Mice in the HFCC, HFDC, and HFGC groups gained significantly less weight as compared with mice in HF group. The DC significantly suppressed the increase in mesenteric fat weight, whereas the apparent suppression observed in CC and GC was not statistically significant. The epididymal fat weights tended to be lower in all coffee groups compared with the HF mice. Moreover, there was a significant decrease in hepatic TG levels in the HFCC and HFGC groups compared with the HF mice, whereas HFDC showed a tendency for decreased levels. There was no significant change in plasma TC in the HFDC mice, and the plasma and hepatic TC levels of all three coffee groups also tended to be lower than that of the HF group.
Comparison of gene expression profiles
We assessed the differences in muscular gene expression profiles between the HF and coffee groups in a DNA microarray analysis. Among the total genes analyzed, 285 genes in the HFCC mice, 247 genes in the HFDC mice, and 169 genes in the HFGC mice were differentially expressed compared with the HF mice. The list of commonly altered genes, 45 up-regulated and 17 down-regulated, is given in Supplementary Table 3.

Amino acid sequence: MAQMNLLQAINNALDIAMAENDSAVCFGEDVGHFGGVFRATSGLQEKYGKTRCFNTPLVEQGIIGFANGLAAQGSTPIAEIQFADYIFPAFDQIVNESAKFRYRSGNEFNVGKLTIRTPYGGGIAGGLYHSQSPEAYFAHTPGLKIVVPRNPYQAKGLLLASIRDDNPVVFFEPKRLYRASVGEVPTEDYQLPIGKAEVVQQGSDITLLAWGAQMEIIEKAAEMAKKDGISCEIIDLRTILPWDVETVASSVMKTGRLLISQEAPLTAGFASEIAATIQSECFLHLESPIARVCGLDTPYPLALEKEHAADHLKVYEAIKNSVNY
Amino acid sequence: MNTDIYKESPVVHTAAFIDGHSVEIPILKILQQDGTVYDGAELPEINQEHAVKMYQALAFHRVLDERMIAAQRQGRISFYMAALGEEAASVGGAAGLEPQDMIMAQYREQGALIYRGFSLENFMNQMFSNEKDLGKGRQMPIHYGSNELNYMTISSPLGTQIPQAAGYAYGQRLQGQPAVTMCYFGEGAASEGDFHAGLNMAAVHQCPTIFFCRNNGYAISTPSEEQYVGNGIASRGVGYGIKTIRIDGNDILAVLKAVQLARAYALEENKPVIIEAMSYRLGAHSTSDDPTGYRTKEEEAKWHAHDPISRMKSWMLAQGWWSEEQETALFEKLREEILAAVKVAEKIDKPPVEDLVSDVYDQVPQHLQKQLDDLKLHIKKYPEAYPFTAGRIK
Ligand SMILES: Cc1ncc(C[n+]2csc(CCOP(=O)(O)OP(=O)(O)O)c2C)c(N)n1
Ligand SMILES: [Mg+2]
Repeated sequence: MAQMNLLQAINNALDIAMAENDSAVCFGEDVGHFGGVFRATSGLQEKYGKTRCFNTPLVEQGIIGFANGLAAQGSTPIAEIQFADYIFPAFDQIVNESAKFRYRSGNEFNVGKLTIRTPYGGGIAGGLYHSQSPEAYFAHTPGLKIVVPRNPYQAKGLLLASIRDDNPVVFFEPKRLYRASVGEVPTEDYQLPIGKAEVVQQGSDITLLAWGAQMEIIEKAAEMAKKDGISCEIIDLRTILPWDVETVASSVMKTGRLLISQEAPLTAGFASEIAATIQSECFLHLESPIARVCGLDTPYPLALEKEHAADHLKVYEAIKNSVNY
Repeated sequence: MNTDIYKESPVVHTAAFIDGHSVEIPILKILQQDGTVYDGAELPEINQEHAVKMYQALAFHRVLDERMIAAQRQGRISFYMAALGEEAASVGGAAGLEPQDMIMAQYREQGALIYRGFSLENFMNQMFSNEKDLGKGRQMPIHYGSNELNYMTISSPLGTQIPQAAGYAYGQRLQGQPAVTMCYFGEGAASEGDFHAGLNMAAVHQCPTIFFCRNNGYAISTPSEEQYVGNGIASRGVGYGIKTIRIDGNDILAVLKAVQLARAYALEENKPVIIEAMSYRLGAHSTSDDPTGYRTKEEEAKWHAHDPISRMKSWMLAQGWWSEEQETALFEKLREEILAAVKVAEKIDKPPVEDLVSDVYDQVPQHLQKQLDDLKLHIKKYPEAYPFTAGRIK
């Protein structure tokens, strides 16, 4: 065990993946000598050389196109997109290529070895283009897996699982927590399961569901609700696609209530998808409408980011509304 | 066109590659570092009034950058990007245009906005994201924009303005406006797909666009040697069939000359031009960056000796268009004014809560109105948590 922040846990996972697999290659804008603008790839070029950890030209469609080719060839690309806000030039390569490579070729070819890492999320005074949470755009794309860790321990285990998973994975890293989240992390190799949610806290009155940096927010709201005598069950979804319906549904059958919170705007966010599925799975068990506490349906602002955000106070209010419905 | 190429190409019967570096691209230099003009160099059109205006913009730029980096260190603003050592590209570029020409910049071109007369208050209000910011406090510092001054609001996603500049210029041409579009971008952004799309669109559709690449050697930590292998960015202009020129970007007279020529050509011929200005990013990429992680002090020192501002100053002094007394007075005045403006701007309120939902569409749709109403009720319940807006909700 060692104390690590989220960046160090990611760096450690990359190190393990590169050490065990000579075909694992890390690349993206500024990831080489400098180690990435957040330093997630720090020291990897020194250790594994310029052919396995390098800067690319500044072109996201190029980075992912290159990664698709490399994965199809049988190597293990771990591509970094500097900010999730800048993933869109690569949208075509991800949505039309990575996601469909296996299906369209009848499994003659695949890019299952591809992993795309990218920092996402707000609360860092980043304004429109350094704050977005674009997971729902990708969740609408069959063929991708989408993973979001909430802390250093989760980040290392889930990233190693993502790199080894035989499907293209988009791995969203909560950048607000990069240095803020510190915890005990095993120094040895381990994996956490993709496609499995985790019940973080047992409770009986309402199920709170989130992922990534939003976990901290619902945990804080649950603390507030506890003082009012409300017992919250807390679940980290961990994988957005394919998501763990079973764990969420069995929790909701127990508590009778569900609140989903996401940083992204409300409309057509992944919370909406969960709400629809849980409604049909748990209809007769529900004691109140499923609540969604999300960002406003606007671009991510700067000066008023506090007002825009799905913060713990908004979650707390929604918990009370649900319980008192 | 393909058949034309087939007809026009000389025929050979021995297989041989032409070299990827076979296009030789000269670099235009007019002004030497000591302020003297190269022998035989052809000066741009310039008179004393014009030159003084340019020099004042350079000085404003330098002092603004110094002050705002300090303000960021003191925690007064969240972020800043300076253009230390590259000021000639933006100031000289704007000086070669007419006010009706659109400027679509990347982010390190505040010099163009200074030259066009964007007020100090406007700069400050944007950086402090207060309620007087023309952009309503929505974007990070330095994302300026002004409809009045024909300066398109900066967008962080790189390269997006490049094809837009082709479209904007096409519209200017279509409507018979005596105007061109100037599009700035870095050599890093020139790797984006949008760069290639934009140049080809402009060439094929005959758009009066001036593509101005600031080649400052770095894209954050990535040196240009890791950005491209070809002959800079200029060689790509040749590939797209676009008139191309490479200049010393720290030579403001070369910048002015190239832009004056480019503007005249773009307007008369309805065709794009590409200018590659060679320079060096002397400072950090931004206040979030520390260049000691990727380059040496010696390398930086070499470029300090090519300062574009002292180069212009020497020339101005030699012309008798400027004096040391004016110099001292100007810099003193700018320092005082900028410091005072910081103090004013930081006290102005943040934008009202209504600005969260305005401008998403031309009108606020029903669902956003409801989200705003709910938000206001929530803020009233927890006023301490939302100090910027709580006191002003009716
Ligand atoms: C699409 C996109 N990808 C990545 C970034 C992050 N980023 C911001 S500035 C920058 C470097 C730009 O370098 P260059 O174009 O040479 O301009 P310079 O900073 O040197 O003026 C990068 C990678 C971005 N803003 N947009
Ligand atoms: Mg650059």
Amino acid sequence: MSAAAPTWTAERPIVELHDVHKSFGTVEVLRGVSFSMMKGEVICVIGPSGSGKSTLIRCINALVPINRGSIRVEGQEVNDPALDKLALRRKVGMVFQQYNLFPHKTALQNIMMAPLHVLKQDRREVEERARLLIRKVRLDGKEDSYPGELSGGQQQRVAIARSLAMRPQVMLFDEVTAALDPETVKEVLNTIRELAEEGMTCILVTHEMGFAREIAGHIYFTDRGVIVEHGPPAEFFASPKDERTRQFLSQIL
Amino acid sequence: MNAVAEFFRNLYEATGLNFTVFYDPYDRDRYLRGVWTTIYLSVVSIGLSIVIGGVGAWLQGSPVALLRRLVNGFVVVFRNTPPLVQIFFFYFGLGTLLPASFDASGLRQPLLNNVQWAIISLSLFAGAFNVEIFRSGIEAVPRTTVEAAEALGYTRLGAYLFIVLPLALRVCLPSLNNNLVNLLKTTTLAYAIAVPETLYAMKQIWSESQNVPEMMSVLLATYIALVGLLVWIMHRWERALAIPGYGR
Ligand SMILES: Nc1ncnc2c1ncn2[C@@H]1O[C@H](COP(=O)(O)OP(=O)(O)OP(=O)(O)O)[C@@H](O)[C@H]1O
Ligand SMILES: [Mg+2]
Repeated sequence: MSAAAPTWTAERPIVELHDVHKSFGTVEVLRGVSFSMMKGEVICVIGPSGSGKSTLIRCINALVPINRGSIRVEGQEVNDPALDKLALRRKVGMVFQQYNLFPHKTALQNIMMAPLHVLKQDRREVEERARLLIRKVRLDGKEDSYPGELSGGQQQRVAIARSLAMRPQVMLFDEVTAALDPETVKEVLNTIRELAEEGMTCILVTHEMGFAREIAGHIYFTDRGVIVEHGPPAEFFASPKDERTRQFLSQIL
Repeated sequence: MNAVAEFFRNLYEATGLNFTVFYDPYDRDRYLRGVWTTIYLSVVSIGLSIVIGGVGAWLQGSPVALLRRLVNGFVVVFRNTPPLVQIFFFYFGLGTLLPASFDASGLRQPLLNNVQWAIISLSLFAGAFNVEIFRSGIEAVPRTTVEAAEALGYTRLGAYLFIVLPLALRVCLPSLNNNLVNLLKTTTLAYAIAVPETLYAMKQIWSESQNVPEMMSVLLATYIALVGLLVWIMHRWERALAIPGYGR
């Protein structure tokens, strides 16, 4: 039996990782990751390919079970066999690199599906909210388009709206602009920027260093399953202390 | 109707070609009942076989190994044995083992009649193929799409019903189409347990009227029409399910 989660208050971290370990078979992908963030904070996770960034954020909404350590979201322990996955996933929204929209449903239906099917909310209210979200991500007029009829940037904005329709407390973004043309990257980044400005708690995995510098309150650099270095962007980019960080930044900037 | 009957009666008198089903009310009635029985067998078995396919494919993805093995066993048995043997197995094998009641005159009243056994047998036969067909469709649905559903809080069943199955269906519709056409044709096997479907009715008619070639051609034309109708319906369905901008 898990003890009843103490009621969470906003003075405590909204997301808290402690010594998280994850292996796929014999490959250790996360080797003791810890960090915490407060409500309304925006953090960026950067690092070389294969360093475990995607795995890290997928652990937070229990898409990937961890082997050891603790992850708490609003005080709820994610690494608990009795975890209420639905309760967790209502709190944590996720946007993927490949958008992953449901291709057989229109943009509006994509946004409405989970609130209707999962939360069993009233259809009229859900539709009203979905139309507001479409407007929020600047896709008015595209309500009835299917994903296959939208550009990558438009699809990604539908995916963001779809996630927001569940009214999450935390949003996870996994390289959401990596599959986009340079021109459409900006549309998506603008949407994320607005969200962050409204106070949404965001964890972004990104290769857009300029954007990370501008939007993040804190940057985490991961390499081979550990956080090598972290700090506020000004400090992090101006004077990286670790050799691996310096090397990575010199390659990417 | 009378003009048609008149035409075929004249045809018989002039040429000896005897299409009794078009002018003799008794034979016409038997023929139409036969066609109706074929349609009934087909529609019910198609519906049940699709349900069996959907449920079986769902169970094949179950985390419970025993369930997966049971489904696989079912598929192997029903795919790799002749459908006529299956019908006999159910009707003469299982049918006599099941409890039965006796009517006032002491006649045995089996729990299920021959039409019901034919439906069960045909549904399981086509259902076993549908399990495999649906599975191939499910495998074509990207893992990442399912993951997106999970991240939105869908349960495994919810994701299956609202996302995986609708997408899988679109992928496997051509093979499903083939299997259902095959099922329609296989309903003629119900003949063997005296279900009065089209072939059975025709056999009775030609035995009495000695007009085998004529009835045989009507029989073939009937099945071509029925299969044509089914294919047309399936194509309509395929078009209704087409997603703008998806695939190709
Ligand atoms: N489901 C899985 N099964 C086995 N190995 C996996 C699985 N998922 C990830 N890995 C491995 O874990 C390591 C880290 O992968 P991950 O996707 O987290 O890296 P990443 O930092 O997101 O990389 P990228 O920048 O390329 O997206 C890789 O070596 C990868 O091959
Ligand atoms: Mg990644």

Among the down-regulated genes, several are associated with modulating cellular stress and inflammatory response, including activating transcription factor 3 (Atf3, 0.5-fold in HFCC, 0.6-fold in HFDC, and HFGC), suppressor of cytokine signaling 3 (Socs3, 0.6-fold in HFCC, 0.5-fold in HFDC and 0.3-fold in HFGC), heat shock protein 1A (Hspa1a, 0.7-fold in HFCC and HFGC and 0.6-fold in HFDC), heat shock protein 1B (Hspa1b, 0.6-fold in HFCC, 0.8-fold in HFDC and 0.7-fold in HFGC). In addition, an enzyme involved in fatty acid biosynthesis, stearoyl-coenzyme A desaturase 1 (Scd1, 0.6-fold in HFCC, 0.7-fold in HFDC and 1.1-fold in HFGC), and genes involved in the PI3K/AKT signaling encoding pathway protein phosphatase 2, regulatory subunit B”, alpha (Ppp2r3a, 0.5-fold in HFCC and HFDC and 0.7-fold in HFGC) were also downregulated. Moreover, synuclein, gamma (breast cancer-specific protein 1, Sncg) which is an upstream regulator of Hspa1a, and Hspa1b was down-regulated 0.6-fold in HFCC, 0.5-fold in HFDC, and 0.9-fold in HFGC, and upstream regulator of Atf3, FBJ osteosarcoma oncogene (Fos) was also was decreased 0.4-fold in HFCC, 0.25-fold in HFDC, and 1.1-fold in HFGC.
In addition, genes that have been reported to be up-regulated in human diabetic subjects were observed to be down-regulated in the three coffee groups, including Ras-related associated with diabetes (Rrad, 0.5-fold in HFCC and HFGC, and onefold in HFDC) and secreted phosphoprotein 1 (Spp1, 0.6-fold in HFCC, 1.1-fold in HFDC and 0.9-fold in HFGC).
On the other hand, the several up-regulated genes include protein tyrosine phosphatase, non-receptor type 11 (Ptpn11, 1.4-fold in CC, 1.6-fold in DC, and onefold in GC), and phosphodiesterase 4D interacting protein (myomegalin) (Pde4dip, 1.5-fold in CC, 1.4-fold in DC and 1.2-fold in GC).
Validation of microarray results by RT-PCR